Stick insects, or walking sticks, are relatives of grasshoppers. In northern areas I've encountered small walking sticks that are two to three inches long, and their camouflage is so good that they really do blend right in with sticks and stems.
Only here in Texas have I seen the spectacular giant walking sticks that fall out of our live oak trees on occasion. These insects are four to six inches long, the females being significantly larger than the males, although some species of walking sticks can reproduce by parthenogenesis. The photo of the yellow and black striped insects mating was taken in central Florida; I've never seen this species in our area. However, it does give a good example of the size discrepancy between the sexes and the way they mate.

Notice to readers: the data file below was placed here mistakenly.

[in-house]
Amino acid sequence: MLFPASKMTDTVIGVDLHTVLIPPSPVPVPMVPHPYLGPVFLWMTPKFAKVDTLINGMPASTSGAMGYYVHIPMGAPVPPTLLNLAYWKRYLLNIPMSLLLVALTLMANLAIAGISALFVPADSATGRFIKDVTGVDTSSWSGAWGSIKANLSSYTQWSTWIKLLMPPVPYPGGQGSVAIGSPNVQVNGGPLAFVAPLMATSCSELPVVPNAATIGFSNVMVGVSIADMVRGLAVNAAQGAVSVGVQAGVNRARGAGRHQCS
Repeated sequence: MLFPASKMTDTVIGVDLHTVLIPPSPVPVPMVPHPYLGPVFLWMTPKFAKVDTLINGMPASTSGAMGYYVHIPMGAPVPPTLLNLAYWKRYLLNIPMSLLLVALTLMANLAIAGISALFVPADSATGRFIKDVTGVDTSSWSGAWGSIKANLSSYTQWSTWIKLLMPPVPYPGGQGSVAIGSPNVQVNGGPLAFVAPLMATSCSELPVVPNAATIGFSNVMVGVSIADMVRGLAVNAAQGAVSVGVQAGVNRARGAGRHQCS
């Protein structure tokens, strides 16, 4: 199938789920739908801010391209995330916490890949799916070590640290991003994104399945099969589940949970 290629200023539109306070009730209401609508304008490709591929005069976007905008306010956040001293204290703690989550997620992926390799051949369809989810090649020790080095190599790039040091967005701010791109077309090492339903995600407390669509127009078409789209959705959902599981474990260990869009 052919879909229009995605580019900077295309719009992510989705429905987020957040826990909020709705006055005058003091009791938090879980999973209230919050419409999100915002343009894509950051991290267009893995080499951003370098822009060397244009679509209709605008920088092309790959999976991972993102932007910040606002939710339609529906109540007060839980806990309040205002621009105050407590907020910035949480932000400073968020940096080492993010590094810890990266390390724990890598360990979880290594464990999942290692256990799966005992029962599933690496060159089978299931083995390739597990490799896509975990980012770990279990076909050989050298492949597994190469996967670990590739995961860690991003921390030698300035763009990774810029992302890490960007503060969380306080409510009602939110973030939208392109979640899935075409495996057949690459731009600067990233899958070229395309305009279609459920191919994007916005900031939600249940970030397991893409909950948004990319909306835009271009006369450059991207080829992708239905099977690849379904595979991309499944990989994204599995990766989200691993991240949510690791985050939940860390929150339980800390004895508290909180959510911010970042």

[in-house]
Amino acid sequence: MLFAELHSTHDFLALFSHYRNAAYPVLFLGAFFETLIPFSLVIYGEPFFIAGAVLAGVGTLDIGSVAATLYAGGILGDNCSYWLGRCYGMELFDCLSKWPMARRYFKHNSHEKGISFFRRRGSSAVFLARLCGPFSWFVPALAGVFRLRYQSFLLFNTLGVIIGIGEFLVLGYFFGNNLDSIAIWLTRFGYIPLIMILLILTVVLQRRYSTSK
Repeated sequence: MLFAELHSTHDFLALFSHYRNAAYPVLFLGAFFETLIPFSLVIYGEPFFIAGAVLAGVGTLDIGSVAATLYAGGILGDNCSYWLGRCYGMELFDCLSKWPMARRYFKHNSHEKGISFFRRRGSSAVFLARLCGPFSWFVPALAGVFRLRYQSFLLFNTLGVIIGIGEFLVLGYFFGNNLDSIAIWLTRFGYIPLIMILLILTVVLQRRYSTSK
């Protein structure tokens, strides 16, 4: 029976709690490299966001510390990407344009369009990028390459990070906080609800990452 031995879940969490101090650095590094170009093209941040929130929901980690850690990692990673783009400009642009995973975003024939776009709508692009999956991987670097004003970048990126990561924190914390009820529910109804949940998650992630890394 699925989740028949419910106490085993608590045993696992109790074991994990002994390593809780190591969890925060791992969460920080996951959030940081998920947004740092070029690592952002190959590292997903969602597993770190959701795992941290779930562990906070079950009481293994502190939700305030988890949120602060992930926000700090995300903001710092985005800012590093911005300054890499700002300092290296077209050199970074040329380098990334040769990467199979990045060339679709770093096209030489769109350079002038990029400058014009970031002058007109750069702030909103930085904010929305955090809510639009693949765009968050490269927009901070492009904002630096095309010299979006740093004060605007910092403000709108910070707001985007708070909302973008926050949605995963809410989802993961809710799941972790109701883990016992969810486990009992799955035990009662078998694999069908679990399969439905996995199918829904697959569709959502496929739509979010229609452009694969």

Although walking sticks feed on leaves, they don't do much damage to our trees because they never seem to occur in large numbers. They are just an interesting curiosity, even to our dog.